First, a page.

Document reveals China’s attempt to stop UN rights chief from releasing Xinjiang report – National

China is asking United Nation human rights director buried a highly anticipated report on human rights violations in Xinjiangaccording to a Chinese letter seen by Reuters and confirmed by the diplomats of the three countries that received it.

United Nations High Commissioner Michelle Bachelet has faced fierce criticism from civil society for being too soft on the China during a visit in May and since then she has said she would refuse to seek a second term for personal reasons.

But before leaving at the end of August, she pledged to publish a report on the Xinjiang region, western China. Human rights groups accuse Beijing of mistreatment of the Uighur population in Xinjiang, including the mass use of forced labor in detention camps. China has strongly denied the allegations.

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Four sources said the Chinese-written letter expressed “serious concern” about the Xinjiang report and was intended to be discontinued – three diplomats and a rights expert, all of whom spoke on condition of anonymity. They said China began circulating it among diplomatic missions in Geneva at the end of June and asked countries to sign it to show their support.

“The review (on Xinjiang), if published, will intensify politicization and confrontation between blocs in the field of human rights, undermine the credibility of OHCHR (Office of the High Commissioner for Human Rights), and make harm cooperation between OHCHR and member states,” the letter said, referring to Bachelet’s office.

“We strongly urge the High Commissioner not to publish such a review.”

Liu Yuyin, a spokesman for the Chinese diplomatic mission in Geneva, did not say whether the letter had been sent or answered questions about its content.

Liu said that nearly 100 countries have expressed their support to China on issues related to Xinjiang “and oppose their interference in China’s internal affairs on the grounds of human rights”.

This support was expressed through public statements at the last session of the United Nations Human Rights Council, which ended on July 8, and through the “joint letter,” Liu added, use a term denoting China and the other signatories.

A spokeswoman for China’s foreign ministry told Reuters that Bachelet will see a “real Xinjiang with a safe and stable society” when she visits the region during her visit in May. to China.

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The spokesman said attempts by some countries to “smear China’s image” using the Xinjiang issue would not be successful.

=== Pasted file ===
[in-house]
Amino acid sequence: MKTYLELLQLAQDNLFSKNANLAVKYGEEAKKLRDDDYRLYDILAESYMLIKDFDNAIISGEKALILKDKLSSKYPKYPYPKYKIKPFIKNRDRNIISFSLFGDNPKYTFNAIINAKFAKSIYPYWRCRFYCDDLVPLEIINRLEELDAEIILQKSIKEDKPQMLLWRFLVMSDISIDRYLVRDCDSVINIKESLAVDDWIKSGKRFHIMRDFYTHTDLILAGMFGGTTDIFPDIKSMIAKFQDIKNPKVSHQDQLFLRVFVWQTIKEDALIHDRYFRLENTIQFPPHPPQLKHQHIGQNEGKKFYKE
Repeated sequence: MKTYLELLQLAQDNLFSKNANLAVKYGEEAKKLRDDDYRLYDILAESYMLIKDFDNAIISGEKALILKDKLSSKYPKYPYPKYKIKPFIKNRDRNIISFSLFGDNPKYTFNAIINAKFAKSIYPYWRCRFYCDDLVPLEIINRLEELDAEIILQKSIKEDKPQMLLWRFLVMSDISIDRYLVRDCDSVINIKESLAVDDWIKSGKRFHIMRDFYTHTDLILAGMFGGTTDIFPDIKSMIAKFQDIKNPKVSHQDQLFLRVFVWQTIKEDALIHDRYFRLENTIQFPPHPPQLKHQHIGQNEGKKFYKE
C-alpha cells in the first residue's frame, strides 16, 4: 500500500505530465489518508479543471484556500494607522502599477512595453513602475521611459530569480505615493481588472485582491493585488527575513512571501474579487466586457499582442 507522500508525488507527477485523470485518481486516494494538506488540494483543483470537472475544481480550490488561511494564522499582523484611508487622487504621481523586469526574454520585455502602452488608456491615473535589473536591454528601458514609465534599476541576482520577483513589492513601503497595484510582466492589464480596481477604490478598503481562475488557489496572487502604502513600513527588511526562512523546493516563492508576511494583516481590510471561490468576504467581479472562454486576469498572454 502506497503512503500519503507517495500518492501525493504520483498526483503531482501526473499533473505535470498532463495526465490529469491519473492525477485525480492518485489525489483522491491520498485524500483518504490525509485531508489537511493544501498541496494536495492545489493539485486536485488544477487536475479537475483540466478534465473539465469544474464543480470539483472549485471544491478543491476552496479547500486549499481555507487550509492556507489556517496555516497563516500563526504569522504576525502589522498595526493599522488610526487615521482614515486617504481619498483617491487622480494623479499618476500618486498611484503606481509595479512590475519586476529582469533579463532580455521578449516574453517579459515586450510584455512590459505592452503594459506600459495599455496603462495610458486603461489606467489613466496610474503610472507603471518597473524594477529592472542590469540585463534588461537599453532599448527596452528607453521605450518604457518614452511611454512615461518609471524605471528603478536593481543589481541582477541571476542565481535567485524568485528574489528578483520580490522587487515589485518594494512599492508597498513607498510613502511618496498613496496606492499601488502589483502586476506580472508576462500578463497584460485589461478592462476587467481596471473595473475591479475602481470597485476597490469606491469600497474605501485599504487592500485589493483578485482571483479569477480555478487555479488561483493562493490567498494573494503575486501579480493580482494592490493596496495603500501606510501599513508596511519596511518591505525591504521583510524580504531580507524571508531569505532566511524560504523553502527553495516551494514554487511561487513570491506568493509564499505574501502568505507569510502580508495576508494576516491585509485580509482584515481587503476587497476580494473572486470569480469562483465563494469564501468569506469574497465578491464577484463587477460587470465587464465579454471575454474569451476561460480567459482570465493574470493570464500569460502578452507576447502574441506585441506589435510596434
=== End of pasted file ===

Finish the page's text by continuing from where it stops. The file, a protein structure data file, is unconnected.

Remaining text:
It is not clear if Bachelet received the letter and an OHCHR spokesperson declined to comment on the matter.

The Xinjiang report, he added, is being finalized before it is released to the public, saying this includes standard practice of sharing a copy with China for their comments.

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The report is set to cover China’s treatment of its Uighur minority. A team of rights experts began gathering evidence for it more than three years ago but its release has been delayed for months for unclear reasons.

Reuters could not determine how many signatures the letter received. One of the four sources, a diplomat based in Geneva, responded to the letter positively in support of his country.

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Another version of the letter was also seen by Reuters as more critical of Bachelet’s actions, saying the Xinjiang report was made “without authorization and in serious breach of OHCHR obligations,” and would undermine her personal reputation.

It’s not clear who edited it or why. The diplomat who signed the letter said the lighter version was the final version.

Direct lobbying

China, like other countries, sometimes seeks to increase support for its political claims in the Geneva-based human rights council through diplomatic memorandums other countries have signed. request support.

These can sometimes influence the decisions of the 47-member Council, which actions are not legally binding but may allow investigation of suspected violations.

Two of the Geneva diplomats said China’s letter was a rare example of evidence that Beijing was seeking to lobby Bachelet directly. Sometimes, they say, it is difficult for countries to say no to China on human rights issues, due to their close economic ties.

The memo comes at a pivotal time for the UN rights body in the final few weeks of Bachelet’s term, for which no successor has yet been nominated. Bachelet, 70, will leave office on August 31. (Additional reporting by Yew Lun Tian in Beijing Written by Emma Farge Edited by Mark Heinrich)

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